|SECTION 3-JURISDICTION SUMMARY
the enforcement of any law or the imposition of any legal duty is the concept
Every legal entity such as a state, city or county must have proper jurisdiction over a person, place or a subject matter to exercise police power, zoning authority, taxing authority, etc. These jurisdictions are as one might surmise, limited primarily and simultaneously by geographical area and subject matter. A legal entity can operate only within a fixed, limited boundary and only over subjects it can legally control.
This is also true of our federal government.
Our Constitution’s singular purpose was to explicitly LIMIT the powers granted to the federal government by the states and by the People. Additionally, the Constitution reiterates that the government is to protect the unalienable and unenumerated rights of the People.
Simply, the Constitution says what the government can do and where it can do it. The federal government’s legislative legal authority is based on “limited territorial jurisdiction”, that is, legislative jurisdiction based on a strict geographical delineation.
Per the Constitution, this delineation only includes Washington DC and federal territories and possessions such as Guam, Puerto Rico, U.S. Virgin Islands, etc.
There are additional matters the government has jurisdiction over by virtue of the “interstate commerce” clause, post office clause, etc. They also have jurisdiction for military forts and arsenals, etc. within the 50 states, but only where both the land and legal jurisdiction have been formally ceded by the state in writing to the federal government.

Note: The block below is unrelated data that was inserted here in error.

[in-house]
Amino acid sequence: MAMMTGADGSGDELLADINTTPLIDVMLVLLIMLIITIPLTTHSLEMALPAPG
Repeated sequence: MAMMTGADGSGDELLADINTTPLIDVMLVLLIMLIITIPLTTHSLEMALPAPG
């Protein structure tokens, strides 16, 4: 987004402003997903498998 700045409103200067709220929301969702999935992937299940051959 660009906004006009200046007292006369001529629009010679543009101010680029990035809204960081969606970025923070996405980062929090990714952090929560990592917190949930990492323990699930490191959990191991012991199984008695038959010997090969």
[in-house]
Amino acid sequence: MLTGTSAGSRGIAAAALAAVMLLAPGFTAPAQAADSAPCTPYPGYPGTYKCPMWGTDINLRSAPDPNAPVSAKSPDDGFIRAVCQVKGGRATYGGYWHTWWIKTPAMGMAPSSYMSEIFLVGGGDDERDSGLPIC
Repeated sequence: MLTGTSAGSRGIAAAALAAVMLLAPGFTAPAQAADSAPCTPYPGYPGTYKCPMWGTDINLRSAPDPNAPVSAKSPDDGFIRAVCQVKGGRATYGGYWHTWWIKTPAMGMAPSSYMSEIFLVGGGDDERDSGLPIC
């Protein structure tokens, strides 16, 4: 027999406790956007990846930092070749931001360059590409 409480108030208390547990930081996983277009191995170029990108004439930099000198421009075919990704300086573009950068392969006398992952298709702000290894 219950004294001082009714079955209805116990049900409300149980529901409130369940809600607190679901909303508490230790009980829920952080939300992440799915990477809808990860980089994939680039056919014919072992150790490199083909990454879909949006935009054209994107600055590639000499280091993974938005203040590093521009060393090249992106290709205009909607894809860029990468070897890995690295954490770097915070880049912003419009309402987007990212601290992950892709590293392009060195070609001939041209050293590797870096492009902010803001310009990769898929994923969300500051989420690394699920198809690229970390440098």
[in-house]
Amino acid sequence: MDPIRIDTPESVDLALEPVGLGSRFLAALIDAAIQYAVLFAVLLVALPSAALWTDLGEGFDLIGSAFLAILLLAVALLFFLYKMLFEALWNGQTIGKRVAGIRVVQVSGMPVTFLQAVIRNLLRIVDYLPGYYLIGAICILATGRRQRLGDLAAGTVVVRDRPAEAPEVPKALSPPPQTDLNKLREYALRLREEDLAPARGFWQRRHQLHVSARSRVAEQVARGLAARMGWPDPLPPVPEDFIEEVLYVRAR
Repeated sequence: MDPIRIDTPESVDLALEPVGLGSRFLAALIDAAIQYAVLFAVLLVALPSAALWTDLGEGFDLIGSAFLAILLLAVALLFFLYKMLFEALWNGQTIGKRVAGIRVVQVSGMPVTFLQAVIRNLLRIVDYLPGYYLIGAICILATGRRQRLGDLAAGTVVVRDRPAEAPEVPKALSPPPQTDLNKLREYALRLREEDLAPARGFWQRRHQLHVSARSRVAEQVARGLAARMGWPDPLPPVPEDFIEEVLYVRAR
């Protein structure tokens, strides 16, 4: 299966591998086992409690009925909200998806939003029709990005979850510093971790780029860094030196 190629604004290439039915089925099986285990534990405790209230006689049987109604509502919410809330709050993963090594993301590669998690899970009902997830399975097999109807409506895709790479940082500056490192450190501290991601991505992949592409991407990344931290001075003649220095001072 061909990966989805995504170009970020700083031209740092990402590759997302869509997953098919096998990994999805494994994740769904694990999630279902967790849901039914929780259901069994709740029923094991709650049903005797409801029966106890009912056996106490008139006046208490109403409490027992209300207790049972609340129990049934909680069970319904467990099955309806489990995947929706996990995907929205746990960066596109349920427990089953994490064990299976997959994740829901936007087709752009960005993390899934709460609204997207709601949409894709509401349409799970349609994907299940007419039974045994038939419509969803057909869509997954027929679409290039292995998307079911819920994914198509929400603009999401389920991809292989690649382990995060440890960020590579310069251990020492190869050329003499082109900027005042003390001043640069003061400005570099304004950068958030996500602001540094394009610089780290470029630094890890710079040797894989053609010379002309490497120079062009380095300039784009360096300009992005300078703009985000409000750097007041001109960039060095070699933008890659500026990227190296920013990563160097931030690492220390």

Contrary to the accepted notion in the public and the media, our government, has in fact, very limited Constitutional authority to enact laws that affect us directly in the fifty states. The Constitution was designed to keep power decentralized in the states.
Because the federal government lacks bona fide legislative jurisdiction within the fifty states, they also lack the authority to tax there.
The government can’t tax what it can’t legislate and where it can’t legislate.
To remove or ignore this Constitutional structure would be to nullify the very sovereignty and existence of the states as legal entities, and give birth to the very tyranny the Constitution was designed to protect us from.
The questions asked in this section examine who and what are the subjects of this tax and where geographically the are these income tax laws applicable.
As you examine the evidence and sworn testimony, try to extrapolate how this evidence affects other aspects of government as we currently know it. How can much of what our government does be legal if it conflicts with the Constitution? Do we still have a Constitution?
Is the issue of jurisdiction a “Pandora’s box” the federal government does not want opened?
Copyright Family Guardian Fellowship
|Last revision: July 30, 2009 05:17 PM
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